A NEW campaign shares letters to loved ones lost to alcohol and drugs in an attempt to reduce stigma around such deaths.

“Everyone knows someone” is the message behind the See Beyond – See the Lives – Scotland campaign by academics and advocacy organisations.

A website shares hard-hitting stories and videos from family and friends in the form of letters. It also includes resources and advice for those harmed by substance use whether for themselves or a family member or friend.

The groups behind the campaign – the University of Stirling, Scottish Families Affected by Alcohol and Drugs, Scottish Health Action on Alcohol Problems (SHAAP), and The Salvation Army – say its messaging is deliberately stark and designed to “challenge and provoke”.

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They hope the stories and images will shatter myths surrounding drug and alcohol use and deaths and encourage the public to show compassion for those experiencing problems with substance use and the people left behind when a loved one dies.

The campaign aims to challenge the judgment and stereotypes that people often bring to the topic of substance use, and to people who have problems with alcohol or drugs and their families.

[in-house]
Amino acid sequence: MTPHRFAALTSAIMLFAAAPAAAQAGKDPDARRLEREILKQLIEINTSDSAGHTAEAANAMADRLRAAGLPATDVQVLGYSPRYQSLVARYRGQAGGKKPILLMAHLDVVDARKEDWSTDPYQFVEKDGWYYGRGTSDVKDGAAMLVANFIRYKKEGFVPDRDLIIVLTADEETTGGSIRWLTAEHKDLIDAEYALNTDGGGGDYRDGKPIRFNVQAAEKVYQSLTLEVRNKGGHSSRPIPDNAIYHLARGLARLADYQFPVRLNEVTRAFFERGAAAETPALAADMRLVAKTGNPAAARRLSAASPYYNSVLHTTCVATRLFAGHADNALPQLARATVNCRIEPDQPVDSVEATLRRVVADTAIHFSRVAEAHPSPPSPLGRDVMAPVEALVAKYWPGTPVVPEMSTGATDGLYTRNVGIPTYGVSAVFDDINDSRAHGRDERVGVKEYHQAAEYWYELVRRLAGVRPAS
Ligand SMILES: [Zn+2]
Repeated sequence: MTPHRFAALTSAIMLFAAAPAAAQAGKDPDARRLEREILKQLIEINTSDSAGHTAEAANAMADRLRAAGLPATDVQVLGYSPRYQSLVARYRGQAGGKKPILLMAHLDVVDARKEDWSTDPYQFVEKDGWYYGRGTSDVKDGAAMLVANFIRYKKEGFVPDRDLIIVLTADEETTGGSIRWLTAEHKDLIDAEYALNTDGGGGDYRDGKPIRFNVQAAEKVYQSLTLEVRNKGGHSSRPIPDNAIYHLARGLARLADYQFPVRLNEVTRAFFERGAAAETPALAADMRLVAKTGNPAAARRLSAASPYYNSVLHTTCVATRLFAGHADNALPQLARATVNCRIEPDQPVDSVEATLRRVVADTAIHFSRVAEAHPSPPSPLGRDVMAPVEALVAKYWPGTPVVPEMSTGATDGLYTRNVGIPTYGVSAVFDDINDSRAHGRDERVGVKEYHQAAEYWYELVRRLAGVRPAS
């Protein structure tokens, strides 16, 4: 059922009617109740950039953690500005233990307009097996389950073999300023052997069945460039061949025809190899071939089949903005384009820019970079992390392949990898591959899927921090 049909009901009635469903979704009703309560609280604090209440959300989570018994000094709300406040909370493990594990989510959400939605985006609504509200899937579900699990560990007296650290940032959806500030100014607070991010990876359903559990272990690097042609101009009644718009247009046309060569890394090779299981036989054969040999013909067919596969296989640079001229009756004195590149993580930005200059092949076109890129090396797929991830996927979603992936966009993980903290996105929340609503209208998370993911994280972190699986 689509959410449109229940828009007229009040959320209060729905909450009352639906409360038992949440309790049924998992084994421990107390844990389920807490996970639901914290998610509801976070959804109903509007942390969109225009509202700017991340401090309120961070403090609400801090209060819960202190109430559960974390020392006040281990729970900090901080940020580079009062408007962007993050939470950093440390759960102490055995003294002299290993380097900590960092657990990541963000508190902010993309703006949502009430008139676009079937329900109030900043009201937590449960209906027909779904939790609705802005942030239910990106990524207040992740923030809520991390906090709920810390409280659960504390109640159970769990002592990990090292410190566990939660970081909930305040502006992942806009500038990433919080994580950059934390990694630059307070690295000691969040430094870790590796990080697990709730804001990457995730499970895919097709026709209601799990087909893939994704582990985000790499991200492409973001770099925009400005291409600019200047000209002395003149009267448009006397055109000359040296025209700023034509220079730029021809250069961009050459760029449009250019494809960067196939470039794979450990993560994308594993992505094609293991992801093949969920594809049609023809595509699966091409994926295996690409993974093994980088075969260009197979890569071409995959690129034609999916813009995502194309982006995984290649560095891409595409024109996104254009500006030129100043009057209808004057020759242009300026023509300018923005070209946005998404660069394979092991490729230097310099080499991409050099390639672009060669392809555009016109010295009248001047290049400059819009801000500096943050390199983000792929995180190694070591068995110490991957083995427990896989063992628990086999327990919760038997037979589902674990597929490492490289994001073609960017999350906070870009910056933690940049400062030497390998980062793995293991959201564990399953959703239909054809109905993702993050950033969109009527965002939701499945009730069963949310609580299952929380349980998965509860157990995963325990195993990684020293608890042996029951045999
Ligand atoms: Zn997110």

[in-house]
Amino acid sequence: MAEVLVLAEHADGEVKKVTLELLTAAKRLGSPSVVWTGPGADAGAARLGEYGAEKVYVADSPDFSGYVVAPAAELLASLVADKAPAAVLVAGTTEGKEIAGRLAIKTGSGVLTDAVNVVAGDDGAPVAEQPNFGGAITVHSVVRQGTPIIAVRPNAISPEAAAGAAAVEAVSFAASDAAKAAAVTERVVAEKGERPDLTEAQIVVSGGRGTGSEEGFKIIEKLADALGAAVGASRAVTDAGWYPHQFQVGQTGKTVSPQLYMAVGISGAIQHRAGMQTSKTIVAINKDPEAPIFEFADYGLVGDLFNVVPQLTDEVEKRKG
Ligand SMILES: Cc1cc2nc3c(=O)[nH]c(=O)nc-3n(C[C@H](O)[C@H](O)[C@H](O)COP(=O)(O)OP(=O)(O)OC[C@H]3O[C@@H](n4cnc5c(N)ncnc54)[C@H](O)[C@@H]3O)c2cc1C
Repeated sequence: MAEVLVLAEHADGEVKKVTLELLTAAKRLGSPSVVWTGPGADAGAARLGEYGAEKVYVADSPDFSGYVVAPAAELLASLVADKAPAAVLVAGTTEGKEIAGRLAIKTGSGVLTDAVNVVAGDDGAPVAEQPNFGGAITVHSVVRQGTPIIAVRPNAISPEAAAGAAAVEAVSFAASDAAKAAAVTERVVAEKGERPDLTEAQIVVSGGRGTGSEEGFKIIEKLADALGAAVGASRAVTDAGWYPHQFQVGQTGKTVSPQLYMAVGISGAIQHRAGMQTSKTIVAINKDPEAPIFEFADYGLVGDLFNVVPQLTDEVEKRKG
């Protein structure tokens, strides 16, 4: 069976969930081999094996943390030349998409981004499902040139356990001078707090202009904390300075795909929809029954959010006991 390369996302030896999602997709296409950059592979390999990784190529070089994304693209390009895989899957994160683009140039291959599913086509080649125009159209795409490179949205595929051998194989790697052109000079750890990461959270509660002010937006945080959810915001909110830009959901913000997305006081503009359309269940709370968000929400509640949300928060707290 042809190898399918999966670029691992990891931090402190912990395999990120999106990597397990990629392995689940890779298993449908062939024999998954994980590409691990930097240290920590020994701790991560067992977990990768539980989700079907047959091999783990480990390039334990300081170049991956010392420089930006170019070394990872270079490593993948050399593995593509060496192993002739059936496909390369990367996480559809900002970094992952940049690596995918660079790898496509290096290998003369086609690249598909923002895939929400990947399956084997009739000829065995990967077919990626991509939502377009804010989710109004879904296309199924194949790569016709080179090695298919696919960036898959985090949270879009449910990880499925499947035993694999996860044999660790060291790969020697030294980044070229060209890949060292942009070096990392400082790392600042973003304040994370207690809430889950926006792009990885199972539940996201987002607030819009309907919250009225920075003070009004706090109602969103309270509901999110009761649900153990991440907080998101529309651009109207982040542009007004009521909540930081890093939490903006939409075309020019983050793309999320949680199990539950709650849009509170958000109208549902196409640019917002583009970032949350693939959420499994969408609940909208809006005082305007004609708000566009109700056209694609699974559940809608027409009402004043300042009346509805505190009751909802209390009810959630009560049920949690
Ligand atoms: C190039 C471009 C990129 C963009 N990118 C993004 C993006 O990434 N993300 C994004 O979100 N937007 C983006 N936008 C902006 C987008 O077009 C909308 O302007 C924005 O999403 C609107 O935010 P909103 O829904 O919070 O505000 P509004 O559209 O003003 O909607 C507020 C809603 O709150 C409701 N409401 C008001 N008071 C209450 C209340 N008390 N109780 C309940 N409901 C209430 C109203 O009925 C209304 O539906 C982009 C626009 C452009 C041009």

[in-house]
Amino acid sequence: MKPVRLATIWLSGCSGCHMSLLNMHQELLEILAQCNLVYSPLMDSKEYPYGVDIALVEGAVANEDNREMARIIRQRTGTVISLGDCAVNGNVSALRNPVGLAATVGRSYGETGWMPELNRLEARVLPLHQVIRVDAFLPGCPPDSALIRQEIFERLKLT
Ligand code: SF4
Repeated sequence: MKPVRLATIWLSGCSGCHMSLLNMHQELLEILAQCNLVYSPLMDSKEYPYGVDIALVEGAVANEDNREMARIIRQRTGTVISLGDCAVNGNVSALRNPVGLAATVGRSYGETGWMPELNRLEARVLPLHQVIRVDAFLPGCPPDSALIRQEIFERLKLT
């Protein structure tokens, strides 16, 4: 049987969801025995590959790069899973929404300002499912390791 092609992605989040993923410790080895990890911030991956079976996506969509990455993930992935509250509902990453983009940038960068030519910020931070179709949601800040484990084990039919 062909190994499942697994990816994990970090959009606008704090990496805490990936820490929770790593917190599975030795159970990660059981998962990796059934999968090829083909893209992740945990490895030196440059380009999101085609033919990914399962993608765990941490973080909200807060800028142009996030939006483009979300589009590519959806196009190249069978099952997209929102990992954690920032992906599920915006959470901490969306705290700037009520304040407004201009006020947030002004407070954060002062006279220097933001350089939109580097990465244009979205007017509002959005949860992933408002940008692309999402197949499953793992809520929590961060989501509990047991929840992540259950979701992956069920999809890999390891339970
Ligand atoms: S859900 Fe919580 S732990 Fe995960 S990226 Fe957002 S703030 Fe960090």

Philip’s father, Michael, died as a result of alcohol on what was his son’s fourth birthday. In his video, Philip thanks his father, despite the “anger, tears, jealousy and frustration” he says he felt growing up. “Thanks because in a messed up way, my experiences with you have made me the dad I am – a good one,” Philip writes.

Ann writes to her friend Carol about the guilt she has for not visiting her in hospital when Carol was dying from health problems she experienced as a result of her alcohol use:

Ann says: “In a way I couldn’t bear to look at you, not because you were so ill looking but because I know it could’ve been me. I’m sorry I let you down.”

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Irene, mother of Graeme, who died in 2020, talks of fighting to keep him alive – literally, when she performed CPR on him after he collapsed. “We both knew alcohol addiction was an illness, not a lifestyle choice like some people think,” she writes.

Tessa Parkes, Professor in Substance Use and Inclusion Health and co-director of the Salvation Army Centre for Addiction Services and Research at the University of Stirling, said: “Problems with drugs and alcohol affect many people in Scotland, no matter what their background, job, family situation, or income is.

“See Beyond – See the Lives – Scotland aims to dispel the images that persist of someone in a gutter surrounded by syringes or empty bottles.”